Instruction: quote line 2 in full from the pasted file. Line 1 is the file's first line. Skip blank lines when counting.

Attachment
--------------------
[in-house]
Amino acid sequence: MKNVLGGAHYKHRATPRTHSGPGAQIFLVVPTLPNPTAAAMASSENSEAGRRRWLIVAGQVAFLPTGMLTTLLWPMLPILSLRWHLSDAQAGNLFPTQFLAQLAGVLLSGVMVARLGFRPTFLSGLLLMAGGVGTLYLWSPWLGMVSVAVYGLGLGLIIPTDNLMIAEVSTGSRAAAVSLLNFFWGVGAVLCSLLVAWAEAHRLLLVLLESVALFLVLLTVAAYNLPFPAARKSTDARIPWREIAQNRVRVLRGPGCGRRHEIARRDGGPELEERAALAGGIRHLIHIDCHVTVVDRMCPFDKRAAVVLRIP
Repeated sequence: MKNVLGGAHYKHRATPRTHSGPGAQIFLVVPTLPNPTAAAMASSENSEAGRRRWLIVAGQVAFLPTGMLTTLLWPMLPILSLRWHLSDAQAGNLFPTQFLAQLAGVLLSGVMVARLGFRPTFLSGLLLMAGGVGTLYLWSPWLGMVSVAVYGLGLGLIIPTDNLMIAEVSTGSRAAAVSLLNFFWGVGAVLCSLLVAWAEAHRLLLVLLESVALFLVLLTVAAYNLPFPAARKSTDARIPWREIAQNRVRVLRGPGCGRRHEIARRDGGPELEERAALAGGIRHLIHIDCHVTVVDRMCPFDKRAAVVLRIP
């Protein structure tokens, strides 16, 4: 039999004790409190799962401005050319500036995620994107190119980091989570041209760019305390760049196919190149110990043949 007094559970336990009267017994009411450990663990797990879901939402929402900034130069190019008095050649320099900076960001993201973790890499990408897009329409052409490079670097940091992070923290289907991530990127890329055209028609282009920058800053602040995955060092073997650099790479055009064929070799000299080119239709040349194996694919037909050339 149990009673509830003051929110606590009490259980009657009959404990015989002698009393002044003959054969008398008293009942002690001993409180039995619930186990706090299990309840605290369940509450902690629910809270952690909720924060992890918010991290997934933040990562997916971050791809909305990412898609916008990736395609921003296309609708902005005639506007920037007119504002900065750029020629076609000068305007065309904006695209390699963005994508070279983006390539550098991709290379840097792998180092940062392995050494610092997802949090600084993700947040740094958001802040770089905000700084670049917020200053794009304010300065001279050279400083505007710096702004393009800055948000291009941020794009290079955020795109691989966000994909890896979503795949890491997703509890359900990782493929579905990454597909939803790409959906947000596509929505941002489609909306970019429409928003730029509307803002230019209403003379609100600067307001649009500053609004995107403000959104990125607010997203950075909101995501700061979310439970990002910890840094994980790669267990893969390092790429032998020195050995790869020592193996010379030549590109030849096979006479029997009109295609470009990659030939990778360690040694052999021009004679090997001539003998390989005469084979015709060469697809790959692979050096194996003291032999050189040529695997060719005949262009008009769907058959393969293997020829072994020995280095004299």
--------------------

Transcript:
Amino acid sequence: MKNVLGGAHYKHRATPRTHSGPGAQIFLVVPTLPNPTAAAMASSENSEAGRRRWLIVAGQVAFLPTGMLTTLLWPMLPILSLRWHLSDAQAGNLFPTQFLAQLAGVLLSGVMVARLGFRPTFLSGLLLMAGGVGTLYLWSPWLGMVSVAVYGLGLGLIIPTDNLMIAEVSTGSRAAAVSLLNFFWGVGAVLCSLLVAWAEAHRLLLVLLESVALFLVLLTVAAYNLPFPAARKSTDARIPWREIAQNRVRVLRGPGCGRRHEIARRDGGPELEERAALAGGIRHLIHIDCHVTVVDRMCPFDKRAAVVLRIP